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P245. Clinical and radiographic presentation of superior mesenteric vein thrombosis in Crohn's disease


U. Kopylov1, M. Amitai2, A. Lubetsky3, R. Eliakim1, Y. Chowers4, S. Ben-Horin5

1Sheba Medical Center, Gastroenterology, Ramat Gan, Israel; 2Sheba Medical Center, Imaging, Ramat Gan, Israel; 3Sheba Medical Center, National Hemophilia Center, Institute of Thrombosis and Hemostasis, Ramat Gan, Israel; 4Rambam Health Care Campus, Inflammatory Bowel Disease Service, Department of Gastroenterology, Haifa, Israel; 5Sheba Medical Center, Laboratory Of Gastro-Immunology, Tel Hashomer, Israel



Background: Mesenteric and portal vein thrombosis are rare and frequently underdiagnosed complications of Crohn's disease (CD). The data pertaining to the prevalence, clinico-radiologic features of these patients and the management approach is sparse. This study describes the clinical and radiological characteristics of CD patients with superior mesenteric vein thrombosis (MVT) diagnosed by CT or MRI.

Methods: The database of Crohn's disease patients treated in Sheba Medical Center between 2005–2010 was searched for MVT diagnosis. Imaging studies of identified patients were retrieved and reviewed by an experienced abdominal radiologist. MVT was defined by superior mesenteric vein obliteration and/or thrombus in the vessel lumen on abdominal imaging. The clinical and radiologic data of these patients were collected from the medical records.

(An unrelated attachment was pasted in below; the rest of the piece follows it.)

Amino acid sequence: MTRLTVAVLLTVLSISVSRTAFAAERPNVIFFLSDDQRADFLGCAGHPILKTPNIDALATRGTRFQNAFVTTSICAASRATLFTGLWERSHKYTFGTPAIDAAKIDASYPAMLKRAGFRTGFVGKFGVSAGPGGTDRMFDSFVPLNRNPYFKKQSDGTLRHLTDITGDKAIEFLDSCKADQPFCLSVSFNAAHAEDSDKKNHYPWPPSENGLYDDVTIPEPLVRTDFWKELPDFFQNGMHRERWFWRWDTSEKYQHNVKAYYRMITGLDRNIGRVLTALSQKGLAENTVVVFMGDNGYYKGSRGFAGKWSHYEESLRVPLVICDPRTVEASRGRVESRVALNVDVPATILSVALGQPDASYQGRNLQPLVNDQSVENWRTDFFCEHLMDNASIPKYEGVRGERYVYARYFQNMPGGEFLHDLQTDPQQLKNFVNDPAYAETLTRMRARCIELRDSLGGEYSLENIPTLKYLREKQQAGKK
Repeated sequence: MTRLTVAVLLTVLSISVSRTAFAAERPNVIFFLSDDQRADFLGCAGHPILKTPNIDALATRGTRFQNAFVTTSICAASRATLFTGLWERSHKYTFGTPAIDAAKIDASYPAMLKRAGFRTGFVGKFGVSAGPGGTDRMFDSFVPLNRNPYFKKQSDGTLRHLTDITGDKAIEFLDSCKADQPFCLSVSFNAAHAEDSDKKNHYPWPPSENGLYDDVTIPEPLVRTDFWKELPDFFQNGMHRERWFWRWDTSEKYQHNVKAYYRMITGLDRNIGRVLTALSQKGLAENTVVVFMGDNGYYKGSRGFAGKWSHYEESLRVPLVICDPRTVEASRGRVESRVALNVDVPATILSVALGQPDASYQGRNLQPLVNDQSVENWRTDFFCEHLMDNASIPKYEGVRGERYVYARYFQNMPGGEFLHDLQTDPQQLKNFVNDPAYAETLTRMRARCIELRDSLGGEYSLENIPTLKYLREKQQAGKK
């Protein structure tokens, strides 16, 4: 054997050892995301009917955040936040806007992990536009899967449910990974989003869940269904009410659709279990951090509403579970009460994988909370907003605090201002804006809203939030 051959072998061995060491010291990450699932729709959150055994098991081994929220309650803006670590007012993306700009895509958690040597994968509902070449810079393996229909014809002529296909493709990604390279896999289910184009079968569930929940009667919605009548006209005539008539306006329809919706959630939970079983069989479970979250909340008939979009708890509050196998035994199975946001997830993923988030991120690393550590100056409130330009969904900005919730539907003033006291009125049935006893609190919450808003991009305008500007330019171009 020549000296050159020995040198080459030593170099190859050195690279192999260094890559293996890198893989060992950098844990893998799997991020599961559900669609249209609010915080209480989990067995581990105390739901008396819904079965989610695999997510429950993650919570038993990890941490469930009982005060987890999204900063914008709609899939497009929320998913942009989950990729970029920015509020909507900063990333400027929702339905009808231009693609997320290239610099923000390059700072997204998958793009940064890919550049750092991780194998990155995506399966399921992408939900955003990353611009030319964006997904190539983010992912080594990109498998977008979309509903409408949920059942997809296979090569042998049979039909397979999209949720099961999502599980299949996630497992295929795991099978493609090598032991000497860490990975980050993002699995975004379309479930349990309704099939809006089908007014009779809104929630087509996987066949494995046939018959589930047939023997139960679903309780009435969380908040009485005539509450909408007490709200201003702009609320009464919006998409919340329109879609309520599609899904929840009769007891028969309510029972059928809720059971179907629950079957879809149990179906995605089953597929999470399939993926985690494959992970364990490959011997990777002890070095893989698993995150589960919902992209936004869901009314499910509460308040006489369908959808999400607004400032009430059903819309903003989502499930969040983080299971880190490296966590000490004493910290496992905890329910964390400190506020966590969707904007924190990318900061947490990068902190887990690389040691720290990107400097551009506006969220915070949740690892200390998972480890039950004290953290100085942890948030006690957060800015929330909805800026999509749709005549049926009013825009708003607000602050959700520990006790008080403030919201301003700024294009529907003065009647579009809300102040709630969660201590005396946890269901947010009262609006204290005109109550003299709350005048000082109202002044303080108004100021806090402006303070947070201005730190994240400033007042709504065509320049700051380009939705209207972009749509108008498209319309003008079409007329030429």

Results: MVT was demonstrated in 6/460 CD patients in our center's database. The mean disease duration was 15 years. Five patients had stricturing disease, and one patient had a combined fistulizing and stricturing disease phenotype. All 6 patients had small bowel disease, but 3/6 also had colonic involvement. No patient had a prior thromboembolic history or demonstrable hypercoagulability. One patient had an acute SMV thrombus demonstrable on CT scanning, the remaining patients showed an obliteration of superior mesenteric vein. Two out of six patients received anticoagulation upon diagnosis of thrombosis, and four patients who were diagnosed retrospectively did not. None of the patients developed subsequent thromboembolic events (mean follow-up – 2.25±1.5 years).

Conclusions: The incidence of mesenteric vein thrombosis is likely to be underestimated in patients with Crohn's disease. Both CT and MRI imaging demonstrate the extent of enteric disease and coincident SMV thrombosis. In our cohort, thrombosis was associated with stricturing disease of the small bowel. The clinical impact of SMV thrombosis and whether anticoagulation is mandatory for all of these patients remains to be determined.